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DOE awards $8.4M for accessing geothermal potential from abandoned oil and gas wells

The US Department of Energy (DOE) selected four new projects to receive up to $8.4 million to establish new geothermal energy and heat production from abandoned oil and gas wells.

With this funding, DOE is partnering with existing well owners and operators to use their idle or unproductive wells to access otherwise untapped geothermal potential. This work also supports the creation of new clean energy jobs, helping transition some of the oil and gas workforce to the production of renewable energy.

The selected projects include:

  • Geothermix, LLC (Austin, TX) Geothermix will harvest waste heat from existing oil and gas wells in Texas to generate commercial quantities of geothermal electricity.

  • ICE Thermal Harvesting (Houston, TX). ICE Thermal Harvesting will produce electricity from 11 existing oil and gas wells in California’s San Joaquin Valley using an innovative power generation technology.

  • Transitional Energy (Aurora, CO). Transitional Energy will install state-of-the-art, American-made geothermal heat engines at Blackburn Oilfield in Nevada for electrical power production. As a result of the project, Transitional Energy will generate geothermal energy at the site and construct new rural electric vehicle charging infrastructure. University of Oklahoma (Norman, OK)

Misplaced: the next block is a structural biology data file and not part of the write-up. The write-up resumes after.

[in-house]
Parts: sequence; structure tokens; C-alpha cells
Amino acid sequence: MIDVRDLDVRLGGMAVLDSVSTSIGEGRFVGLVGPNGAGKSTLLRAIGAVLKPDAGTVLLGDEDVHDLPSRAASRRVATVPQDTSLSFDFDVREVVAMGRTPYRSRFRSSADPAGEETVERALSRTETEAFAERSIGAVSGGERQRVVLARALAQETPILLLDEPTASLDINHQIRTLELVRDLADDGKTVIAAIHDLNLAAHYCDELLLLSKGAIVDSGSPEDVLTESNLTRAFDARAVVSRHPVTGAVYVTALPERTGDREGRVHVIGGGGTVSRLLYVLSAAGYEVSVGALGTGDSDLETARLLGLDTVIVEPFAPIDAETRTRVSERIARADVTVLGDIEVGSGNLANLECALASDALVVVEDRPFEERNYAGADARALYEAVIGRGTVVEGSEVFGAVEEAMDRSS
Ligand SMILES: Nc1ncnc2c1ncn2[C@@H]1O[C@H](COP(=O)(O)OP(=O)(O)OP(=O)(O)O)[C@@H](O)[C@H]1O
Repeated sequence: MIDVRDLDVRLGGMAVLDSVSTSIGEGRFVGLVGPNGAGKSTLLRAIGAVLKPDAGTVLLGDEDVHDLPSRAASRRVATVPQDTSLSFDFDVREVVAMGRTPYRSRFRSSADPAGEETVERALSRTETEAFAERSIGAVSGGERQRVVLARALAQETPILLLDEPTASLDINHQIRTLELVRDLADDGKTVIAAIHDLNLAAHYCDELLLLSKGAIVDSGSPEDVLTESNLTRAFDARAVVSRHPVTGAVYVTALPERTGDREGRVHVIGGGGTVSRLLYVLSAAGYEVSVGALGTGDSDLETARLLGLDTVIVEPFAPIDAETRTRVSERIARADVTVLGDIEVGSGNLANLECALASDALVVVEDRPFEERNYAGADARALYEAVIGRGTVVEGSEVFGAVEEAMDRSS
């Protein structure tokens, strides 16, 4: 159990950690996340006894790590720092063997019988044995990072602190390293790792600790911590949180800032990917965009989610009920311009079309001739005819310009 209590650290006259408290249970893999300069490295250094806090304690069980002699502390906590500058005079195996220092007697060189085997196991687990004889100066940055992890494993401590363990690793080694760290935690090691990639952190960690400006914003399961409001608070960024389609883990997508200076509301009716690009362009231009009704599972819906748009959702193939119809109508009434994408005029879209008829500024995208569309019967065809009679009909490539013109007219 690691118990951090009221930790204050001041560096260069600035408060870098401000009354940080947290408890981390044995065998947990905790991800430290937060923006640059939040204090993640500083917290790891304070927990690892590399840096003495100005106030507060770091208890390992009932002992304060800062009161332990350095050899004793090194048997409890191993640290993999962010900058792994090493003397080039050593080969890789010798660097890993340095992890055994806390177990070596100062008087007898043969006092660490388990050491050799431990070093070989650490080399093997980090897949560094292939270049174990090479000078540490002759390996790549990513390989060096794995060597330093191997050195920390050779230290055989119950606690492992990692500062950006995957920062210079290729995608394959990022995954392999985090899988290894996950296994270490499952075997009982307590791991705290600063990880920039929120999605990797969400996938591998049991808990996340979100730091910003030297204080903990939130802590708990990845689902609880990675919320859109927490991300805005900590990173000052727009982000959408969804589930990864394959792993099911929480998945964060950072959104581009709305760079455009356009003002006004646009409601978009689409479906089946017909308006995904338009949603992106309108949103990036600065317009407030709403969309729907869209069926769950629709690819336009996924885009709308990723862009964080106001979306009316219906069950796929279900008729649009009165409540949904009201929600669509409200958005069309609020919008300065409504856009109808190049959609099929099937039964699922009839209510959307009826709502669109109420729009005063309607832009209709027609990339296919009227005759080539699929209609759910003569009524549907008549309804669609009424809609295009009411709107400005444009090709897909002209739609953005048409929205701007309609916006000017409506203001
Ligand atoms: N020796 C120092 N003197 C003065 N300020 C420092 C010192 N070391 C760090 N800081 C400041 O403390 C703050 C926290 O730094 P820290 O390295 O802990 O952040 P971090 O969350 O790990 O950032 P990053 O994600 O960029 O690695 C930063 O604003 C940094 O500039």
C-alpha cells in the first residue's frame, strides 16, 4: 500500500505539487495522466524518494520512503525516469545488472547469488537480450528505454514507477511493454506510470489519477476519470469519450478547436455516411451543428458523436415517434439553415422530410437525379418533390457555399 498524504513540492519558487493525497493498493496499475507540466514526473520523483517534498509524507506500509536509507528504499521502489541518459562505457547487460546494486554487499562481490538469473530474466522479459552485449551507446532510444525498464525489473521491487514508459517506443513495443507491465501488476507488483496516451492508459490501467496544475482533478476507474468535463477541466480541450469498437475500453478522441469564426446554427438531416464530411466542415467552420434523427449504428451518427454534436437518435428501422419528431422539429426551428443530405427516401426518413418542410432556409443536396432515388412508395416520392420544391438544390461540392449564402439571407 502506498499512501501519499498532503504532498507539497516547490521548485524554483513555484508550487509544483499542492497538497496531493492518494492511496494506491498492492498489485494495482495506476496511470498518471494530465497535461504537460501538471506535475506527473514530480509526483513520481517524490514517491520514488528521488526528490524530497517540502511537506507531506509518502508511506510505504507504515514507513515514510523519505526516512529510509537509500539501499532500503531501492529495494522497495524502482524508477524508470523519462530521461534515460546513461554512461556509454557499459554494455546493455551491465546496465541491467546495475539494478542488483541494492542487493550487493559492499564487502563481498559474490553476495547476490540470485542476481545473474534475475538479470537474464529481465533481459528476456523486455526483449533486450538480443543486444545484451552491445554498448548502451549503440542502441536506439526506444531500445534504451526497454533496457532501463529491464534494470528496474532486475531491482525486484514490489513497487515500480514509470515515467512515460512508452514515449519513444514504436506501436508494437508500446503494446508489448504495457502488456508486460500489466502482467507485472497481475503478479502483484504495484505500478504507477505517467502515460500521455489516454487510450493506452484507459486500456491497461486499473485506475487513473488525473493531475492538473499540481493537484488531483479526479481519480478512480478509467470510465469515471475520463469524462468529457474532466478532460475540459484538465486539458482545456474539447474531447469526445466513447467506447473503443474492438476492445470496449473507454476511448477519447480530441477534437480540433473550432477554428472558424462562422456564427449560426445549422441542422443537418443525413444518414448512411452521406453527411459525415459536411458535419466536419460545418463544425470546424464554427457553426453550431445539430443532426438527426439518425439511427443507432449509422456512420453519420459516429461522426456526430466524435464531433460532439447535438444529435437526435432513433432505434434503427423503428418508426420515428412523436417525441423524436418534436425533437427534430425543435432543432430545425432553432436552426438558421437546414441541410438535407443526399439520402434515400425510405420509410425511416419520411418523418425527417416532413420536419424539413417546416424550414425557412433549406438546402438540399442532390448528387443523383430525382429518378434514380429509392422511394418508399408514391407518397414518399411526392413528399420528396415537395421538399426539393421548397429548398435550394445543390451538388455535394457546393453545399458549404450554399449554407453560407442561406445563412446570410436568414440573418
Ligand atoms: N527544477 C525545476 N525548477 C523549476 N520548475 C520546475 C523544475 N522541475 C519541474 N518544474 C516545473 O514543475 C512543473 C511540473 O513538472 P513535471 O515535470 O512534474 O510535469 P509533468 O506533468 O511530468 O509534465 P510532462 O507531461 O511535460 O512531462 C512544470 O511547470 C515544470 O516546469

• University of Oklahoma will produce heat from an Oklahoma oilfield for use in Tuttle Elementary and Middle Schools in Tuttle, Oklahoma. With access to four hydrocarbon wells within a mile, the schools will benefit from the ‘recycling’ of oil and gas infrastructure at considerable savings for the schools.

This program is part of the Wells of Opportunity initiative, funded by the Geothermal Technologies Office, that launched in 2020 and focuses on bringing geothermal online using existing infrastructure to lower costs and reduce development timelines. Last year, three projects were funded to help support research and development and reduce the costs and risks associated with geothermal development.


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